This week's topic was non-written novels!
This was a hard topic to name, but this is about all books that are not 'written' novels! So graphic novels, comics, manga, audiobooks, etc. Shed some light on books in other forms.
As someone who LOVES graphic novels and visual novels, I was excited to take this on! So, let's start the countdown.
5. Amelia Rules! - Jimmy Gownley
This is one of those series that was near and dear to my heart as a wee Susie, but I never really hear anyone else talk about, which is odd since, by all accounts, these books sold quite well when they were still being published. This was the first graphic novel series I was ever really into, and it was what really introduced me to the medium outside of the comic section in the local newspaper.
The series follows Amelia McBride, an eleven year old girl who's transplanted from New York City to suburban Pennsylvania when her parents divorce and she and her mom move in with her former rockstar aunt, Tanner. Over the course of the series, Amelia and her friends navigate their adolescence in the only way they know how: sarcasm, convoluted schemes, and dressing up as superheroes to pick fights with the local group of ninjas. There are eight books in the series, each covering a couple months of Amelia's life, beginning when she's in fifth grade and ending when she's in eighth grade. For my money, the best book is the third one, "Superheroes," but they're all amazing. They're definitely aimed at middle grade readers, but I'd recommend them to anyone; even now, I still find them hilarious, and the dramatic and sad moments are remarkably well-done. Overall, it's a great coming-of-age story for all generations.
4. Dramacon - Svetlana Chmakova
Another throwback to my childhood! "Dramacon" is the very first manga I ever read, and it's one of the few manga series that was originally written and published in English, which makes it much more accessible to Western audiences; it's also set in America, and written with Western tropes and standards in mind. I first read this when I was twelve and on a long road trip, and I devoured all three volumes in one sitting. The funny, fast-paced writing style and light and fluffy nature makes it perfect for some relaxation reading.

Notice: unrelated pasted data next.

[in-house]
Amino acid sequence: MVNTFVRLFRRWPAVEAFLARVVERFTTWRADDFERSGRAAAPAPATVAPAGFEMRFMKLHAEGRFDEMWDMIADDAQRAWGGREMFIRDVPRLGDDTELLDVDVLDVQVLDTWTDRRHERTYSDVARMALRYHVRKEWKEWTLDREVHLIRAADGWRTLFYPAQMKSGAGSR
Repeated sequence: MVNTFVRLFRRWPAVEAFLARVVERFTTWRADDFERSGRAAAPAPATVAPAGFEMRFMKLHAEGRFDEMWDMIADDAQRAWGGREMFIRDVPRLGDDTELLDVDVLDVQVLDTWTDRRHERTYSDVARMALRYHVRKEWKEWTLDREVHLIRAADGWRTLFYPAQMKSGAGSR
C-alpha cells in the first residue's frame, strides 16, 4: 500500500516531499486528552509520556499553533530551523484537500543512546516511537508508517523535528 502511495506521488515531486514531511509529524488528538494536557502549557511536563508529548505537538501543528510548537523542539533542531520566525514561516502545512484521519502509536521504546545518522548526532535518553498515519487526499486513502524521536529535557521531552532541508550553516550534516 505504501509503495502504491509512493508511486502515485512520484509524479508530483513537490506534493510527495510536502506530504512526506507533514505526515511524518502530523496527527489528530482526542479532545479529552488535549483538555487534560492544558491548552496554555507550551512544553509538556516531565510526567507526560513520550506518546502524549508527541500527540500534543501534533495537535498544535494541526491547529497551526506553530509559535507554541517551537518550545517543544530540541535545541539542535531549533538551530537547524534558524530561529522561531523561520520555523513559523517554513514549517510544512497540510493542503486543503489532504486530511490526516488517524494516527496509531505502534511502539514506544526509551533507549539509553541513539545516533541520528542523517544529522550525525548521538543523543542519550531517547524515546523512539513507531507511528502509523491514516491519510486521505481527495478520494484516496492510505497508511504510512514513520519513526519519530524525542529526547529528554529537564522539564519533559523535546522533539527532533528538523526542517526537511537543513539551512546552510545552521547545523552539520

The series follows Christie, a perky, cheerful aspiring manga writer who's attending her first-ever anime convention with her artist boyfriend. An argument with her boyfriend over his tendency to hit on other girls leads to Christie storming off, causing her to literally collide with Matt, a sarcastic, antisocial, but otherwise goodhearted con attendee. Despite their initial bickering, Matt and Christie grow fond of one another, and slowly become friends in spite of themselves. From there, we follow Christie as she gets entangled not just with Matt, but with his sister, and other artists, writers and fans she meets at the convention.
There are three volumes in the series, each volume covering one weekend at the annual convention at which Matt and Christie meet. Over the course of three years, we get to see the characters change and grow, and their relationships deepen and grow more complex. It also offers some funny commentary on fandom culture. If you've ever been to a con, you know these people. It's also one of the very few series I've seen that actually does a bad boy properly. Matt's definitely got an edge to him, and he's definitely a "bad boy," but he's not a bad guy. In a world where so many writers think "bad boy" means "abusive asshole," it's refreshing. Matt's many things, but never abusive. If you want to read the series, I'd definitely suggest buying the "ultimate edition." It's got all three volumes, plus quite a lot of bonus content, such as author's notes, fanart, and even a bonus story. It may not be the most challenging or inspired manga, but it holds a special place in my heart, and it's a great read for when I'm feeling down.
3. The Killing Joke - Alan Moore
I think that as a die-hard Batman fan, I'm sort of contractually obligated to put this one on here.
"The Killing Joke" provides one of many backstories for the caped crusader's most famous foe, the Joker. As we learn his story, the Joker tells Batman that it only takes one bad day to drive the sanest man alive to madness. He attempts to prove this point by driving Commissioner Gordon over the edge by kidnapping him and brutalizing his daughter. (Nice of him, isn't it?)
I almost feel like there's nothing I can say about this story that hasn't already been said. The art style is phenomenal, and the story, while deeply depressing, is very well-written and intriguing. Whether or not you choose to believe this version of the Joker's history, it provides some interesting background to one of the most famous villains in all of pop culture, and his interactions with Batman in this story are downright heartbreaking in some places, terrifying in others. I won't pretend I don't have a problem with the way women are treated in the story (they only seem to exist to be killed or horribly maimed), but I still enjoy the book wholeheartedly every time I read it.